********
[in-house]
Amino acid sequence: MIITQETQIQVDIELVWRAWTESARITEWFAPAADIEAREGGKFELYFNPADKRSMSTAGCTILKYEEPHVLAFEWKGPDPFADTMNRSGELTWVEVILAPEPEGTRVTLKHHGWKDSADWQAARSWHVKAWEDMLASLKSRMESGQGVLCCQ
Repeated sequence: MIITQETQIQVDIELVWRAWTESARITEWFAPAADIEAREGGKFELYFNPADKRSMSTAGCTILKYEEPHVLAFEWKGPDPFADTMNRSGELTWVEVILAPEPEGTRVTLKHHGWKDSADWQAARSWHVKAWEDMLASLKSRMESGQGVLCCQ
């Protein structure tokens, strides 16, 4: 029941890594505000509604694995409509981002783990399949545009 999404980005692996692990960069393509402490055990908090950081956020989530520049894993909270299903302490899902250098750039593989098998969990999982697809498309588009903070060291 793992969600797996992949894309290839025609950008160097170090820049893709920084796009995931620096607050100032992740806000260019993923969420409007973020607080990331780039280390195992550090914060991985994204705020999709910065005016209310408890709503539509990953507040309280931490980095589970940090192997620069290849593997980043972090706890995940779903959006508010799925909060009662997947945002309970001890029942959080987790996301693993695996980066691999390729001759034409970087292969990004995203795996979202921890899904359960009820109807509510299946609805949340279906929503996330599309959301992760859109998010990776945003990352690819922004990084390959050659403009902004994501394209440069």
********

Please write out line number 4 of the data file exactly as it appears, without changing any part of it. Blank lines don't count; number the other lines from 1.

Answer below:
């Protein structure tokens, strides 16, 4: 029941890594505000509604694995409509981002783990399949545009 999404980005692996692990960069393509402490055990908090950081956020989530520049894993909270299903302490899902250098750039593989098998969990999982697809498309588009903070060291 793992969600797996992949894309290839025609950008160097170090820049893709920084796009995931620096607050100032992740806000260019993923969420409007973020607080990331780039280390195992550090914060991985994204705020999709910065005016209310408890709503539509990953507040309280931490980095589970940090192997620069290849593997980043972090706890995940779903959006508010799925909060009662997947945002309970001890029942959080987790996301693993695996980066691999390729001759034409970087292969990004995203795996979202921890899904359960009820109807509510299946609805949340279906929503996330599309959301992760859109998010990776945003990352690819922004990084390959050659403009902004994501394209440069």